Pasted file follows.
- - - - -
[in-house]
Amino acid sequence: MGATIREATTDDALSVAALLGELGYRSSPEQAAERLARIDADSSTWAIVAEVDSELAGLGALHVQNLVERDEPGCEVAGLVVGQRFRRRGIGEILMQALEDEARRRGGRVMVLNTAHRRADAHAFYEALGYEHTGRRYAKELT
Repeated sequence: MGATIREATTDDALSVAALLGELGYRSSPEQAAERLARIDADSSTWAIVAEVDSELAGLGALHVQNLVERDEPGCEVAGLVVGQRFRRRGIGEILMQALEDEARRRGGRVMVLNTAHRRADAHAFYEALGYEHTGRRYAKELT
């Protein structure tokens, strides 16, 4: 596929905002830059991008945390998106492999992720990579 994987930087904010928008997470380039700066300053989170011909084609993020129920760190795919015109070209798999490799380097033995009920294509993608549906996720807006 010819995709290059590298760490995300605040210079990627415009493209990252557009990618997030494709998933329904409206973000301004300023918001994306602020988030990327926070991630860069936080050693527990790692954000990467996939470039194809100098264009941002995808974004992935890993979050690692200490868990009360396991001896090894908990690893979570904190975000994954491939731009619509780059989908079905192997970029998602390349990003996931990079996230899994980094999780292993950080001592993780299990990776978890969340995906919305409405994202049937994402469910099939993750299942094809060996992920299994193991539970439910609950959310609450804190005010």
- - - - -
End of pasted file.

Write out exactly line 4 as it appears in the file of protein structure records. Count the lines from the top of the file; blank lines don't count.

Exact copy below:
């Protein structure tokens, strides 16, 4: 596929905002830059991008945390998106492999992720990579 994987930087904010928008997470380039700066300053989170011909084609993020129920760190795919015109070209798999490799380097033995009920294509993608549906996720807006 010819995709290059590298760490995300605040210079990627415009493209990252557009990618997030494709998933329904409206973000301004300023918001994306602020988030990327926070991630860069936080050693527990790692954000990467996939470039194809100098264009941002995808974004992935890993979050690692200490868990009360396991001896090894908990690893979570904190975000994954491939731009619509780059989908079905192997970029998602390349990003996931990079996230899994980094999780292993950080001592993780299990990776978890969340995906919305409405994202049937994402469910099939993750299942094809060996992920299994193991539970439910609950959310609450804190005010």